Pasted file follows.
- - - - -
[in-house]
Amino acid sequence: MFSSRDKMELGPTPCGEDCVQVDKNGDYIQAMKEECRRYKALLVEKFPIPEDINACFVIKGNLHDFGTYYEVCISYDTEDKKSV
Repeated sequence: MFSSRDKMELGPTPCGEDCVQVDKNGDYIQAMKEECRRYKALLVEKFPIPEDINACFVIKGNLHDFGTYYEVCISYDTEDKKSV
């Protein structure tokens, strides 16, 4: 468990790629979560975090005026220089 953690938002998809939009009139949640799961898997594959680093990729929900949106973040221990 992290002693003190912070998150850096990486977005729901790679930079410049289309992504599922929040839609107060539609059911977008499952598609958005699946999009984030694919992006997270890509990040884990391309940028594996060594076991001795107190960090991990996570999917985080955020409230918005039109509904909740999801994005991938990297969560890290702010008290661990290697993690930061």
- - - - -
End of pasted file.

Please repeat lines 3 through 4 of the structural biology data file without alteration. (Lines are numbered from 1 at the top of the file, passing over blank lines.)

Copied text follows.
Repeated sequence: MFSSRDKMELGPTPCGEDCVQVDKNGDYIQAMKEECRRYKALLVEKFPIPEDINACFVIKGNLHDFGTYYEVCISYDTEDKKSV
């Protein structure tokens, strides 16, 4: 468990790629979560975090005026220089 953690938002998809939009009139949640799961898997594959680093990729929900949106973040221990 992290002693003190912070998150850096990486977005729901790679930079410049289309992504599922929040839609107060539609059911977008499952598609958005699946999009984030694919992006997270890509990040884990391309940028594996060594076991001795107190960090991990996570999917985080955020409230918005039109509904909740999801994005991938990297969560890290702010008290661990290697993690930061």